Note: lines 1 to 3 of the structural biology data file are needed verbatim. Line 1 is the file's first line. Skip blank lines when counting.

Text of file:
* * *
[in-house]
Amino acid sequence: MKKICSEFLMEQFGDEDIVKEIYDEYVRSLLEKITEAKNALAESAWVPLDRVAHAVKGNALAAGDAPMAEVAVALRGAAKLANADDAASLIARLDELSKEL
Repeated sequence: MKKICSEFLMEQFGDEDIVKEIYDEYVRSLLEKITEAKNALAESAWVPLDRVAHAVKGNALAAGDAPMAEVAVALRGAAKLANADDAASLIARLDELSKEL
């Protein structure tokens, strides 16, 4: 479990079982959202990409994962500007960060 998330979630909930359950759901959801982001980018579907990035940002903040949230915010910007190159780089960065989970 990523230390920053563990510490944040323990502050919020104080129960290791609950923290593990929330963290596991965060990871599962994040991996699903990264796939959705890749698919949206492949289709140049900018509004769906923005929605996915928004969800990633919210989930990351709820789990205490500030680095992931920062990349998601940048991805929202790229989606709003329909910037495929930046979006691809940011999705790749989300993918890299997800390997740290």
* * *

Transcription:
[in-house]
Amino acid sequence: MKKICSEFLMEQFGDEDIVKEIYDEYVRSLLEKITEAKNALAESAWVPLDRVAHAVKGNALAAGDAPMAEVAVALRGAAKLANADDAASLIARLDELSKEL
Repeated sequence: MKKICSEFLMEQFGDEDIVKEIYDEYVRSLLEKITEAKNALAESAWVPLDRVAHAVKGNALAAGDAPMAEVAVALRGAAKLANADDAASLIARLDELSKEL